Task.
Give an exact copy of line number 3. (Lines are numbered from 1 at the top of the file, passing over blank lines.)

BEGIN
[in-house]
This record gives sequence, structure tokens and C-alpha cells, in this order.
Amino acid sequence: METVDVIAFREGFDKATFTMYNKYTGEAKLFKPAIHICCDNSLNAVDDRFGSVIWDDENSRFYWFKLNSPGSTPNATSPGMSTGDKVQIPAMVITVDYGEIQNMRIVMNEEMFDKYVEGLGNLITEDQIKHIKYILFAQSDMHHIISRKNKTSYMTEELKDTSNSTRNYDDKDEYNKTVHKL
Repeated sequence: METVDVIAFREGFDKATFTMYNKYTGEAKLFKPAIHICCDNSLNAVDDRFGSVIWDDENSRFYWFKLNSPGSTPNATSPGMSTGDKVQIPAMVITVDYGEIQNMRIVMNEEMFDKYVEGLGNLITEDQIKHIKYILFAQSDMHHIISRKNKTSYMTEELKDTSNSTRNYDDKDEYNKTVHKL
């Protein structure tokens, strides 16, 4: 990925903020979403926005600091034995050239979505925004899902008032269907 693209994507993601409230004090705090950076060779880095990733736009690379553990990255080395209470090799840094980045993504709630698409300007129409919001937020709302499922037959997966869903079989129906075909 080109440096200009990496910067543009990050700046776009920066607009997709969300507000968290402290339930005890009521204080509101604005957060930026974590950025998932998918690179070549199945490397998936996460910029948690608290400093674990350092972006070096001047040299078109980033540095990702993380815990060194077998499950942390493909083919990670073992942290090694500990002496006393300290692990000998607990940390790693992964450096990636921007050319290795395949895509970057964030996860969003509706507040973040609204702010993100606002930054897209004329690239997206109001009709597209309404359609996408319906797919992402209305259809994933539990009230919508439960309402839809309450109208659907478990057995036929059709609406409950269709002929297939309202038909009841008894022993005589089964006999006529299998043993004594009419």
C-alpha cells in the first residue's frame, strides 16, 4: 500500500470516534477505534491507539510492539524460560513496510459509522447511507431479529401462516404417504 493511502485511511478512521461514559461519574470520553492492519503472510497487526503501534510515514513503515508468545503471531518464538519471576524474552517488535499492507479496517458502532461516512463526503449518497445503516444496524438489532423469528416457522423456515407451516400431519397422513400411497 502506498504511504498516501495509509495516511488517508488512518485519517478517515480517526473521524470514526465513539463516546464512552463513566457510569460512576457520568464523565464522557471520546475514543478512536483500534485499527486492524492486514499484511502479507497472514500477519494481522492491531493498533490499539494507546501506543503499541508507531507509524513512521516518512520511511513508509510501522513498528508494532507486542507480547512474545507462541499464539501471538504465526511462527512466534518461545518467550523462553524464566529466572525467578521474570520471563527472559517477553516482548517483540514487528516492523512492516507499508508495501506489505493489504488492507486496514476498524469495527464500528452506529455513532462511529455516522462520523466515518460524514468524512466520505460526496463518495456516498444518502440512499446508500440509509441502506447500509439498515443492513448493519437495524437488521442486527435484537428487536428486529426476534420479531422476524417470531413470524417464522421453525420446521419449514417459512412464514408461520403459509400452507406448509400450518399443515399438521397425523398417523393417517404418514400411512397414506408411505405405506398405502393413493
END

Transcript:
Amino acid sequence: METVDVIAFREGFDKATFTMYNKYTGEAKLFKPAIHICCDNSLNAVDDRFGSVIWDDENSRFYWFKLNSPGSTPNATSPGMSTGDKVQIPAMVITVDYGEIQNMRIVMNEEMFDKYVEGLGNLITEDQIKHIKYILFAQSDMHHIISRKNKTSYMTEELKDTSNSTRNYDDKDEYNKTVHKL